Wash away the glitter

A life less ordinary is not a recipe for success.

Jenny Phan

Being remarkable is something all parents wish for their children. Children are taught to strive for perfection and to be “special” in one way or another. The inability to satisfy expectations is what sparks abnormalities.

“Miss Remarkable and her Career” takes readers through a journey of one woman’s life and her struggles to find acceptance from others and also from herself.

The main character is a squiggler, a person who creates artwork by squiggling lines on paper. She begins her life overly confident she can change the world with her modified drawing of a wheel that encloses a flower.

This confidence was created when she was a child from her father’s influence, who is portrayed as a beyond-human figure who leaves because Earth isn’t good enough for him.

Throughout the story, the main character, who remains nameless, is taken on a journey toward controlling her own life.

As she grows older, her confidence level drops. She loses her job, her lover and her predictability. She realizes she does not know as much as she thought she did and that her life is not as controlled as she once thought.

This pressure to become a top-notch member of society depicted in the book mirrors American life, but American life reveals more drastic, unforeseen consequences.

Look at the variety of musical genres out there. The majority of songs seem to be written about not being accepted or not fulfilling expectations of parents, friends or even of oneself. Not living up to goals is a major problem in U.S. society.

Children are being put on Ritalin ostensibly to counteract their short attention spans. Problems arise because this detours a child from the original goal: being remarkable. Prozac is prescribed to children to help combat depression or obsessive-compulsive disorder, but is medicating our way to “normalcy” really a good strategy? Moreover, how does this contribute to or detract from a child’s ability to rise to that level of “remarkable” their parents wish them to achieve?

Images of scientists, doctors, lawyers and presidents are carved in stone in the minds of young children, and the pressure to succeed becomes an ever-present, vital limb of our society. Many parents are overly paranoid about their children’s futures. What will they become? Why aren’t they learning as fast as other children? What if they don’t succeed?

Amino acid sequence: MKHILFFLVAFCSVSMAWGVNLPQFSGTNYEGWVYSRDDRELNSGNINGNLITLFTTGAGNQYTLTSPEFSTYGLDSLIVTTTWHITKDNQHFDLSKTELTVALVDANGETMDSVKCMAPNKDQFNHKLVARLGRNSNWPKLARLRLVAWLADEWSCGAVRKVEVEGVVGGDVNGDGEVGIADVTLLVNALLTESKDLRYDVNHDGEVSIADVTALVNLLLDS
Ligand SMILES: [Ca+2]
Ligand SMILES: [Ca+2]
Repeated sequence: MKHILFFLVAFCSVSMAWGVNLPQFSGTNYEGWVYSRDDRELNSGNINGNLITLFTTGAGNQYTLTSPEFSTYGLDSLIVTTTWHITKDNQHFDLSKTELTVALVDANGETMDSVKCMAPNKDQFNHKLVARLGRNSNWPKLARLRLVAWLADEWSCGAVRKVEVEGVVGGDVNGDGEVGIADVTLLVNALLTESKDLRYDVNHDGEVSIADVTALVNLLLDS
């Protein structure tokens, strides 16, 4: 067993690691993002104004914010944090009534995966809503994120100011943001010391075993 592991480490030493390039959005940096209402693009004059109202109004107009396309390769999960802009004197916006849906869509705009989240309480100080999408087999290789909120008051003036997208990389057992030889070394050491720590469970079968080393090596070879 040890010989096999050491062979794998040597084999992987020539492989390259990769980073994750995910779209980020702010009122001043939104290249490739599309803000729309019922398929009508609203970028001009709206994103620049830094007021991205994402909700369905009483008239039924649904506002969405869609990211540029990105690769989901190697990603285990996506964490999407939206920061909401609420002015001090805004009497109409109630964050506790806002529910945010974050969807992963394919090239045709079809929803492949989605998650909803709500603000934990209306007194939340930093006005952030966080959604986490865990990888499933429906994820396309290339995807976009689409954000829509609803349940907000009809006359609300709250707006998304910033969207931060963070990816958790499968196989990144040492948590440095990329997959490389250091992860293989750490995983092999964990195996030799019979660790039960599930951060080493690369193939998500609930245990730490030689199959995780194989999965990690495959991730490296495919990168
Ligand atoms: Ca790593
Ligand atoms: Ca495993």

These same issues are pervasive throughout “Miss Remarkable

and her Career” but with more humor and exaggeration. The depression and expectations that follow individuals are magically transformed into an innocent-looking little monster made of black squiggles that takes over the main character, but lives only because she feeds it.

Everyone has a black squiggly monster deep inside.

It drags her down, changing her physically and mentally. She changes from tall and self-assured to a short, slouching, nervous individual.

It is only when suicide comes into the picture that she realizes there is only one thing really important in life: life itself.

Changing the world, manipulating others to believe you are of

importance, is not the main purpose of life.

The illustrations of this last scene bring the audience to sympathize with her as she attempts to hang herself with her mother’s pearl necklace.

The detailed drawings and the comic-bubbled narration insert a more exaggerated tone to an already paranoid individual, and the result is a brilliant and truly comedic telling of struggling to live up to parental and internal expectations and how relationships, or a lack thereof, create low self-esteem.

Easy to read, and enjoyably illustrated, “Miss Remarkable and her Career” is honest and true to life. It brings insight into the reason why we put pressure on one another and why many times troubles are created by our own demons that live secretly, lurking deep within us.